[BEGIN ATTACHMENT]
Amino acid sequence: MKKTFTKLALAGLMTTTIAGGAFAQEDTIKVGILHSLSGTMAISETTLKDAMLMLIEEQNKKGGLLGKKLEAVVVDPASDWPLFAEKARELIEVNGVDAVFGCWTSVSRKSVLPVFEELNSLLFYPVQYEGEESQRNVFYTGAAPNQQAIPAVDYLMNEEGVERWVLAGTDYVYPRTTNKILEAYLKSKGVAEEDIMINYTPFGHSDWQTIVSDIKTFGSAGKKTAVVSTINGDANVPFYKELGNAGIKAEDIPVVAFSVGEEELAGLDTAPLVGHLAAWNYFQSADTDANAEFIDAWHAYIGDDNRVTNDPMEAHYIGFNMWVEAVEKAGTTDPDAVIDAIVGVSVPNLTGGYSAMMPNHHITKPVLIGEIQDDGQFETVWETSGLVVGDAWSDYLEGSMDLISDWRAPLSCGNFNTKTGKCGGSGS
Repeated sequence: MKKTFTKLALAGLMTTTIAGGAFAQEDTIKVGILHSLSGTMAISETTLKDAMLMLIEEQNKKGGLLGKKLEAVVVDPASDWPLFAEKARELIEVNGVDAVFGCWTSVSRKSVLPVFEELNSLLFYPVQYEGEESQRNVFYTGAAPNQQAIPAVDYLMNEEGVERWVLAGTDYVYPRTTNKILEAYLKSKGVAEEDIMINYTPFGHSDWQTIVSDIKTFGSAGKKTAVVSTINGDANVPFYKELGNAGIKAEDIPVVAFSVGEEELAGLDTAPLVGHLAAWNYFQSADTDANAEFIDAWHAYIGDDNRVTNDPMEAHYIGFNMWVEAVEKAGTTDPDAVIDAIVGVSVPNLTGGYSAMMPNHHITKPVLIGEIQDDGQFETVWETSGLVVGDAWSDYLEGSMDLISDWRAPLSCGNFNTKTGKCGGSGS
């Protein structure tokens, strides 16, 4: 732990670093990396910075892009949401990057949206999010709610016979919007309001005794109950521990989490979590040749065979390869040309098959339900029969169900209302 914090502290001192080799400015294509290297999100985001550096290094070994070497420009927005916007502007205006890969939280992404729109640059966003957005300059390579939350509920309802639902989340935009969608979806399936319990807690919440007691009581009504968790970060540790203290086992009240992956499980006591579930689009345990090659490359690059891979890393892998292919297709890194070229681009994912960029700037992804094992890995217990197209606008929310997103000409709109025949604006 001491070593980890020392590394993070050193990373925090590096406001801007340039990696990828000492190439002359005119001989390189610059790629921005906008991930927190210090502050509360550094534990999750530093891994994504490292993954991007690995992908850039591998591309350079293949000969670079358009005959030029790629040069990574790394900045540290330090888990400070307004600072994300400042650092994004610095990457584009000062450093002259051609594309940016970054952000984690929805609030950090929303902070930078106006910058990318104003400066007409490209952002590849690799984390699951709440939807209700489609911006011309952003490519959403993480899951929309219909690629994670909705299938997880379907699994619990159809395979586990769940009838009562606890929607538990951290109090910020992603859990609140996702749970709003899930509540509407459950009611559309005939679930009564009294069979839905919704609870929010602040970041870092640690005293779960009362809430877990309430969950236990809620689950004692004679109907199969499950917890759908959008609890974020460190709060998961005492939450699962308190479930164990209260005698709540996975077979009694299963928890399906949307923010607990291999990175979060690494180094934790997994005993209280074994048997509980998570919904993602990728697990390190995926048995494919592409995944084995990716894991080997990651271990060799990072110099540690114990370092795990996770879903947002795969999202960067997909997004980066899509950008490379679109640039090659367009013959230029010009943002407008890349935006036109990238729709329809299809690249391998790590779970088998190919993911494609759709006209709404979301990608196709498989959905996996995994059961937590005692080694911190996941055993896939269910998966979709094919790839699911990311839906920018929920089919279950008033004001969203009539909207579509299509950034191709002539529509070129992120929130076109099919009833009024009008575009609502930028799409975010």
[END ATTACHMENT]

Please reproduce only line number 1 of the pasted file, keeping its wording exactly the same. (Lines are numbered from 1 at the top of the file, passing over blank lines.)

Amino acid sequence: MKKTFTKLALAGLMTTTIAGGAFAQEDTIKVGILHSLSGTMAISETTLKDAMLMLIEEQNKKGGLLGKKLEAVVVDPASDWPLFAEKARELIEVNGVDAVFGCWTSVSRKSVLPVFEELNSLLFYPVQYEGEESQRNVFYTGAAPNQQAIPAVDYLMNEEGVERWVLAGTDYVYPRTTNKILEAYLKSKGVAEEDIMINYTPFGHSDWQTIVSDIKTFGSAGKKTAVVSTINGDANVPFYKELGNAGIKAEDIPVVAFSVGEEELAGLDTAPLVGHLAAWNYFQSADTDANAEFIDAWHAYIGDDNRVTNDPMEAHYIGFNMWVEAVEKAGTTDPDAVIDAIVGVSVPNLTGGYSAMMPNHHITKPVLIGEIQDDGQFETVWETSGLVVGDAWSDYLEGSMDLISDWRAPLSCGNFNTKTGKCGGSGS